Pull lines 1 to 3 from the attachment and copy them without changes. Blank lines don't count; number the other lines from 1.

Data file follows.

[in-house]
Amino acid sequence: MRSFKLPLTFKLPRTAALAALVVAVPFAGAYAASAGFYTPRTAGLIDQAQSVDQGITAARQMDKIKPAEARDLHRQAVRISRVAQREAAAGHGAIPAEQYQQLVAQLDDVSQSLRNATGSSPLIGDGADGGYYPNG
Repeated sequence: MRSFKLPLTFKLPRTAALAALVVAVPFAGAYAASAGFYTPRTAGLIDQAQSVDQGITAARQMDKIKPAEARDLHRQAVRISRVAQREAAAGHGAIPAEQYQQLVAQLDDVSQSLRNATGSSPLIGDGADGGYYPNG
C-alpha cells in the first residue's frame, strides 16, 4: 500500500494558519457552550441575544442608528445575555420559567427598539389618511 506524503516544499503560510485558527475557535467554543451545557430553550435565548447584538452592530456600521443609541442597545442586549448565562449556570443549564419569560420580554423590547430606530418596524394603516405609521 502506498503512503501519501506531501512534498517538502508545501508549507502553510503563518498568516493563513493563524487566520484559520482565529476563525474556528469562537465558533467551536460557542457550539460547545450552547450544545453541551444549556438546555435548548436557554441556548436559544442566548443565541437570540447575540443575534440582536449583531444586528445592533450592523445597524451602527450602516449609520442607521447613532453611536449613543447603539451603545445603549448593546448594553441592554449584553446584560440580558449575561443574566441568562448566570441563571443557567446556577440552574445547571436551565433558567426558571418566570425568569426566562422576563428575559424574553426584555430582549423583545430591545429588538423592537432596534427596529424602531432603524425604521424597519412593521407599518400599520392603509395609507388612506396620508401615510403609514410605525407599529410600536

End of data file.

[in-house]
Amino acid sequence: MRSFKLPLTFKLPRTAALAALVVAVPFAGAYAASAGFYTPRTAGLIDQAQSVDQGITAARQMDKIKPAEARDLHRQAVRISRVAQREAAAGHGAIPAEQYQQLVAQLDDVSQSLRNATGSSPLIGDGADGGYYPNG
Repeated sequence: MRSFKLPLTFKLPRTAALAALVVAVPFAGAYAASAGFYTPRTAGLIDQAQSVDQGITAARQMDKIKPAEARDLHRQAVRISRVAQREAAAGHGAIPAEQYQQLVAQLDDVSQSLRNATGSSPLIGDGADGGYYPNG